Featured Photographers

Walter Austin
Rick Avalos
Trevon Baker
Stanley Burgin
John & Teresa Chandler
Rainy Chastine
Cindy Cofer
Lori Lynn DeRouen

John Dingo
Horacia & Nunila Dominguez
Rick & Deborah Ferro
Dave Filler
Elma Flores
Warren Gordon
Shauna Gustavson

Rick Harding
April & Larry Helsel
Don Hileman
Seung Hyu Baek
Lee Jang Sun
Jessica Laredo de Sierra
Esso Nordhoff III
Basil Pecknyo
Joseph Pellingra
Richard & Patty Rives
Shirlee Robinson
Joseph & Louise Simone
Bonnie St. Pierre
Richard Sturdevant

Angela Vaught
Brian & Debbie White
Winnifred Whitfield
Paul Wingler

Diane Wilson
Lora  Yeater

Stanley Burgin

A True Virtual Backgrounds Pioneer

Stanley Burgin is 79 years old.  He still operates his portrait studio in Mansfield England, about 14 miles from Nottingham.   Without a doubt, Stanley has always been a true photographic artist, pursuing the creation of unique portrait images for his clients.  He always sought to bring the most innovative technology and methods to his studio.  This is what prompted him to look into a brand new concept back in 1981.  It was the Scene Machine from the USA.  He had heard about the Scene Machine and he immediately hooked up with the UK Scene Machine distributor, Peter Stanhope.  Once he saw it and tried it, he knew he had to own one for his studio.

Stanley was one of the very first international Virtual Backgrounds customers.  Back then, it was a very primitive product compared to today.  There was no special coatings on the screen and no Blackscreen to help avoid washout from the studio lights.  The projector had to be carefully manually aligned.  The screen was made up of 24 inch wide strips of reflective material.  Many photographers complained back then that they just couldn’t make it work.  Stanley didn’t know that other photographers were having a hard time and often giving up.  So, he just took his talent, his determination, and for the past 27 years, the Scene Machine has been and still is a key part of his studio. He very seldom works without it.  When his original machine was stolen 12 years ago, he replaced it with what is today called the Scene Machine Universal.  When digital became popular, Stanley ordered a special revolver to convert his Scene Machine to digital camera use.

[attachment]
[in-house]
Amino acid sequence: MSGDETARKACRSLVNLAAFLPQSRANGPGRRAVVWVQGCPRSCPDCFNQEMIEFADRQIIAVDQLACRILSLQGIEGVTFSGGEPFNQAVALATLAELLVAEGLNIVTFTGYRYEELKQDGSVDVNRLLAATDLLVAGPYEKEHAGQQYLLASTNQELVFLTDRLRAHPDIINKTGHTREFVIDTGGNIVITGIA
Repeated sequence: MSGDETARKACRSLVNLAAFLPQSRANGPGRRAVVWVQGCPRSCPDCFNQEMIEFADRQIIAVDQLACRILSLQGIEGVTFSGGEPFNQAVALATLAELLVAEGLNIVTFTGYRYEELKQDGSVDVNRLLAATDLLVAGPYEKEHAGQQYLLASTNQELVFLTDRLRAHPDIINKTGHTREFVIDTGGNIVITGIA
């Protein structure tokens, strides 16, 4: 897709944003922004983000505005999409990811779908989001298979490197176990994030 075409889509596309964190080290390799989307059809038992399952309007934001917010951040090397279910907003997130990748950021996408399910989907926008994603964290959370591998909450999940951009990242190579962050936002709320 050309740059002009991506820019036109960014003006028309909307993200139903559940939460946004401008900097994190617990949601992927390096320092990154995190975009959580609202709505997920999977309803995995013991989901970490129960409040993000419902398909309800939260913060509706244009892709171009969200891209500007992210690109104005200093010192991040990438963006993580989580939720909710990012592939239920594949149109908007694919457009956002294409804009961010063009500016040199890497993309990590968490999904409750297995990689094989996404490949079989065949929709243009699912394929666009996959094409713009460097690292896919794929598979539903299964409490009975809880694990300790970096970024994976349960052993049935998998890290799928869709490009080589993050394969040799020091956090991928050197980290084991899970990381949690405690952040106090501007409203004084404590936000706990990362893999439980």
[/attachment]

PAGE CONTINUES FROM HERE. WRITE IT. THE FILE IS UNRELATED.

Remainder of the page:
It didn’t take Stanley long to master his Scene Machine.  He was using it with customers the day after he received it, and he is still proud of those first efforts.

Stanley state, “I found that some photographers use their Scene Machine once or twice and when they come up against a little problem, they don’t bother to overcome.  They don’t persevere.  I just don’t understand them.  The Scene Machine is so inspirational.  There isn’t much creativity in a studio without a Scene Machine.  The Scene Machine brings you anything and everything you want - abstracts, patterns, scenes - absolutely anything!  Without the Scene Machine the studio business is boring and repetitive.”